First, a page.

Grace: You’ve done a lot of commissioned pieces, in addition to your personal projects. How have you managed those two in the past? Is there a certain balance between them that you’re trying to achieve now?

Nicolas: Managing my commissioned work and my personal work is challenging. I would be lying if I said they are the same thing, but my commission work (is) derived from the personal. Portraits specifically were something I was already doing in my more conceptually developed work, so there is definitely an overlap.

I think it’s very important that there is always a strong overlap between what someone asks me to make and what I would already make anyway. Balancing multiple bodies of work has always been a challenge and fluctuates throughout the year, depending on what demands my focus at any given time. The waitlist for my commissioned portraits has been a year-long for the past five or six years since I finished grad school. They mostly manage themselves, but I’m very fortunate that I have an amazing team to keep me on track!

“Ethan” (2018), oil on canvas, 24 x 30 inches

Grace: Part of your recent work has been to develop scholarships and after-school programs. Could you talk about the role you see mentorship and teaching having in your professional life, both currently and a few years from now?

Nicolas: Mentorship and teaching are very important to me. I rarely teach drawing and painting, maybe once a year I’ll offer a weekend workshop. I don’t think I’m the best teacher, but I do think it’s important to have a dialogue between people who have similar goals especially in the art world. My mentors and teachers have played a huge role in where I am in life today.

The Nicolas V. Sanchez Art Scholarship Program awards annual scholarships to students at every school that I have attended throughout my academic career: Haslett High School, Lansing Community College, Kendall College of Art and Design, and the New York Academy of Art. It is also my privilege to offer my mentorship to each recipient of this scholarship for additional guidance and support. This scholarship program aims to provide an opportunity to further young artists’ development through art education.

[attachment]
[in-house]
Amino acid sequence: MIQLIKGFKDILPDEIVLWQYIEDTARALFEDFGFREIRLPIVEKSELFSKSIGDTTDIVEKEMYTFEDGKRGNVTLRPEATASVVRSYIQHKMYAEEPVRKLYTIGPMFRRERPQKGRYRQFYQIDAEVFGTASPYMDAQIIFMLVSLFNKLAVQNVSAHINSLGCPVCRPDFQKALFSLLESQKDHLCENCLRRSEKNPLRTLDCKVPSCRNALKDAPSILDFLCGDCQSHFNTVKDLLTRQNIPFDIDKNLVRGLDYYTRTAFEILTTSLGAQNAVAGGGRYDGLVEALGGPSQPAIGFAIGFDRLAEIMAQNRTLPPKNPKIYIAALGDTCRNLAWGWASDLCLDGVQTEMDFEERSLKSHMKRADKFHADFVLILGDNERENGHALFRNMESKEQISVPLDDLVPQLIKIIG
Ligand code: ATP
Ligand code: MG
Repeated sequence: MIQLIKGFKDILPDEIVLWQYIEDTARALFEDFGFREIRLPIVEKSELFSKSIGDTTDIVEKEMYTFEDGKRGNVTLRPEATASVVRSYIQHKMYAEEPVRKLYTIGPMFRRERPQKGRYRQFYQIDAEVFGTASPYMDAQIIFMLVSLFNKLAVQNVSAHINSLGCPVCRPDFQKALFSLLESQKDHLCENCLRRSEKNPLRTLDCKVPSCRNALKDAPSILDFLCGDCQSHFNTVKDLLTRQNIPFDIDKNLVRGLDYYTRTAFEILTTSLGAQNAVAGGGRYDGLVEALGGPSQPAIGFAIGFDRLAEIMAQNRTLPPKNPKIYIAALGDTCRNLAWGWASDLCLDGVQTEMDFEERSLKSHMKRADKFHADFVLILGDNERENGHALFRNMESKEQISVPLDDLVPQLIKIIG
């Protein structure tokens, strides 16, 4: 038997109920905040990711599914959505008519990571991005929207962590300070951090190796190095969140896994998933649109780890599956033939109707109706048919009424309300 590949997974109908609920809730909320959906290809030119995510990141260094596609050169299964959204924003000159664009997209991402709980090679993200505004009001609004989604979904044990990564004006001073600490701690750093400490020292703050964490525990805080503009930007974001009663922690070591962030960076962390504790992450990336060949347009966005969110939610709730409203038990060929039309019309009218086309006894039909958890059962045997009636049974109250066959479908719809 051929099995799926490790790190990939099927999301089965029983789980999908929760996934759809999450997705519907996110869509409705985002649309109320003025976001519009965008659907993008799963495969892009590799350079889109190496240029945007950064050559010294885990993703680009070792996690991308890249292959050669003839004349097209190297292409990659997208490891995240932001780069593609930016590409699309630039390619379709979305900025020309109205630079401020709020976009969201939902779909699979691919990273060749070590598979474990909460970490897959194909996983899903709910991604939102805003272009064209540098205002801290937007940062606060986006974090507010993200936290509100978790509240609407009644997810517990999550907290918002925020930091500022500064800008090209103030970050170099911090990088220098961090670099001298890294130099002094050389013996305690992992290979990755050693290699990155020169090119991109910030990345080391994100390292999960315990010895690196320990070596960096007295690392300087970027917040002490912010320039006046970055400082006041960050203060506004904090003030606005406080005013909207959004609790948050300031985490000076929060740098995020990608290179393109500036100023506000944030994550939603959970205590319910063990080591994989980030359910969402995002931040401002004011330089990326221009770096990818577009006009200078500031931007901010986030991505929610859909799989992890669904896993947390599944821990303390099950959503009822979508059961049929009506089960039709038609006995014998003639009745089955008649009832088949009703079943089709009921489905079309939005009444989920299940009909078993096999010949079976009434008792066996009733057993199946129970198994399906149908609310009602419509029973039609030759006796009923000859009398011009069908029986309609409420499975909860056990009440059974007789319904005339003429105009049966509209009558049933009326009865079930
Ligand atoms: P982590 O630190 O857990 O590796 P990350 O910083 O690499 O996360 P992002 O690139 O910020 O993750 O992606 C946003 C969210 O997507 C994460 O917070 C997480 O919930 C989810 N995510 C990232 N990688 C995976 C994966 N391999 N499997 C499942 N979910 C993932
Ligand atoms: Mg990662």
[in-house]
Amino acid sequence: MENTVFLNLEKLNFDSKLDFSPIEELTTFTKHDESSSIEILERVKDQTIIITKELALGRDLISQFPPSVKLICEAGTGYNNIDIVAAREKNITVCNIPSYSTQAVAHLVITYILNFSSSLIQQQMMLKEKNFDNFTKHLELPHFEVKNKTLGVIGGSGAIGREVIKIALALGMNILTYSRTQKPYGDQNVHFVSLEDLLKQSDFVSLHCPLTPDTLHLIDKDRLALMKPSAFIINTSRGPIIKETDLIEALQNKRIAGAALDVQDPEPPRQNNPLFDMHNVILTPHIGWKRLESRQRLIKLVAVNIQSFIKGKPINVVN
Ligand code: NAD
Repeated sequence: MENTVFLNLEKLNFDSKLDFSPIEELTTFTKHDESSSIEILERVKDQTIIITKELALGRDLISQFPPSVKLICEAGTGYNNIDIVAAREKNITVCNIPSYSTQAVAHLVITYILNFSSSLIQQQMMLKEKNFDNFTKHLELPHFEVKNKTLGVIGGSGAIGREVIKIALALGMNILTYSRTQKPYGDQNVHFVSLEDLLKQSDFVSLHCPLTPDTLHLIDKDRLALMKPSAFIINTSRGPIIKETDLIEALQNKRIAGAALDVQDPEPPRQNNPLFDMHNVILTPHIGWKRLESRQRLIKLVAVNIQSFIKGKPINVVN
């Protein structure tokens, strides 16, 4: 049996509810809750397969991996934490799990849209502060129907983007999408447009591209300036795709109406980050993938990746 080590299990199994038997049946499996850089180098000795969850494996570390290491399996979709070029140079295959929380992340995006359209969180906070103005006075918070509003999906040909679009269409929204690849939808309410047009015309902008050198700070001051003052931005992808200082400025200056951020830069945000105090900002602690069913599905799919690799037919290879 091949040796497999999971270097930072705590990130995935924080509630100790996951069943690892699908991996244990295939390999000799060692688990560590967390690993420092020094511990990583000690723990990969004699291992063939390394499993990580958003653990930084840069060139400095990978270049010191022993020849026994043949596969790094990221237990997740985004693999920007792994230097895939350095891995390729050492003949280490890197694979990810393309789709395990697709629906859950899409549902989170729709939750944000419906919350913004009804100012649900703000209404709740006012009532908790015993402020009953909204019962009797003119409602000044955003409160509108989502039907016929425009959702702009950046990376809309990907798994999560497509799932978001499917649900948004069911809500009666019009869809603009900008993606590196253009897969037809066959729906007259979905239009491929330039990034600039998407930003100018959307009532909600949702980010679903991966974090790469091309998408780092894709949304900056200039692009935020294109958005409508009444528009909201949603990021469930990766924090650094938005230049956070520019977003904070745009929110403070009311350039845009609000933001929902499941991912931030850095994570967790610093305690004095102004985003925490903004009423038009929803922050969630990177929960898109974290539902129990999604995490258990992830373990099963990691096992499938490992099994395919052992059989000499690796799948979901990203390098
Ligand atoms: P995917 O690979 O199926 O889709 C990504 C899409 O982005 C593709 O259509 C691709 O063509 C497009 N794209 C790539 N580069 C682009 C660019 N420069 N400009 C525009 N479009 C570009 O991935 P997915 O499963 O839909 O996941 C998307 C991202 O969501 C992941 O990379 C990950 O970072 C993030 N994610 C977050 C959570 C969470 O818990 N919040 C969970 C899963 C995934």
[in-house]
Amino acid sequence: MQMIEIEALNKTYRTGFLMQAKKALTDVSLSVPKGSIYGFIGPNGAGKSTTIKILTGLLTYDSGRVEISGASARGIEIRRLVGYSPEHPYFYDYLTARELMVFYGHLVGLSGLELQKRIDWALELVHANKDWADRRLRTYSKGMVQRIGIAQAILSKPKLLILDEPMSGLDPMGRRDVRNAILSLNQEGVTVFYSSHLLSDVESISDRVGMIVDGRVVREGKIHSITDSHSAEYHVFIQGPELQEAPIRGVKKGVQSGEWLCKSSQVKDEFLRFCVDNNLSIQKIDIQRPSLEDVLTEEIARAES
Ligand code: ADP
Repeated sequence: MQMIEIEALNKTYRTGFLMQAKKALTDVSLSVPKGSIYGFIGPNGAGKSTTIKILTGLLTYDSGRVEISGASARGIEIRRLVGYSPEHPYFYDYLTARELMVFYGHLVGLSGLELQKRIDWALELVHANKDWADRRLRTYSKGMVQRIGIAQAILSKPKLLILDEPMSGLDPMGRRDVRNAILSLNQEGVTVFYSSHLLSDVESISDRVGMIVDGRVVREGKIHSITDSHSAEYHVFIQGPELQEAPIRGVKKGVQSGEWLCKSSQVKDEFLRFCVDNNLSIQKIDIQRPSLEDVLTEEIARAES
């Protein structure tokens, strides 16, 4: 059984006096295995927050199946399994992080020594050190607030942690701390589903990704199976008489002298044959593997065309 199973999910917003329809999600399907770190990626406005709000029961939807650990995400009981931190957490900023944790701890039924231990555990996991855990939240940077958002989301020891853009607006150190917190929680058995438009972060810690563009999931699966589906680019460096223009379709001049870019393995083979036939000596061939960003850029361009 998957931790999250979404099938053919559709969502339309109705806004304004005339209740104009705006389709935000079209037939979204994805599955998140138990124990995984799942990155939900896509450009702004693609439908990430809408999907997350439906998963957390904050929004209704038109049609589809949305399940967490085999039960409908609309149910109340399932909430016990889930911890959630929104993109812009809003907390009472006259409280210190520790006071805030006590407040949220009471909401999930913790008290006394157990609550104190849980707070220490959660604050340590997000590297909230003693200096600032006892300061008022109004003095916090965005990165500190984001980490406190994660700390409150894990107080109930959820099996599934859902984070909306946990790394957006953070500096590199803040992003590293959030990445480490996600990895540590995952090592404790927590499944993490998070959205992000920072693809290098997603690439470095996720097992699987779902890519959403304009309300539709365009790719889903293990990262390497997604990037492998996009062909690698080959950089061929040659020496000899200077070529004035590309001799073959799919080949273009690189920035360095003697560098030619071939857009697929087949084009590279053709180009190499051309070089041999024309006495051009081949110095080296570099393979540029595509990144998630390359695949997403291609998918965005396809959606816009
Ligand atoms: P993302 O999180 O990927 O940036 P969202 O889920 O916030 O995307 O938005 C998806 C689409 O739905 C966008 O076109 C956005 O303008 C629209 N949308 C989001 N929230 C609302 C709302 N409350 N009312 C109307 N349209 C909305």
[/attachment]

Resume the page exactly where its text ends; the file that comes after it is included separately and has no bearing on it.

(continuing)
I am so grateful for my personal and creative growth through my experience at each school. To give back in this way has been a long time goal, and it is only possible because of the love and support I have received over the years. I feel super excited to support future generations of artists and plan to continue this for years to come.

I also designed and created my own ballpoint pen, the NS1, to support art education. A portion of the proceeds from the pen goes to the Center for Arts Education, a New York City public school arts education initiative. It is my privilege to help support arts education, as my arts education has supported me.

Sanchez’s NS1 pen

Grace: What’s next? Is there anything we could share with our audience?

Nicolas: We are all currently feeling the impact from the novel coronavirus and the pandemic it has become. I’m fortunate I can still work from home and wanted to do something to help essential medical workers on the frontlines and need medical supplies here in New York City. As someone who lives and works in Manhattan, I want to help the city that has provided me opportunities.

I started an initiative on my social media platforms called the #nicoartchallenge. Starting April 1, I have been making new small paintings each day that people can bid on to raise funds for a great nonprofit organization called New York Cares, which supports medical workers and COVID-19 relief. 100% of the proceeds will go to New York Cares. I’m using my platform to encourage artists to do the same.

After it’s safe to travel again, my hope is to gather with the artist community, fly to Michigan to see my family, and plan my next exhibition. Good things to come!

 

Head to Instagram to keep up with Sanchez’s work.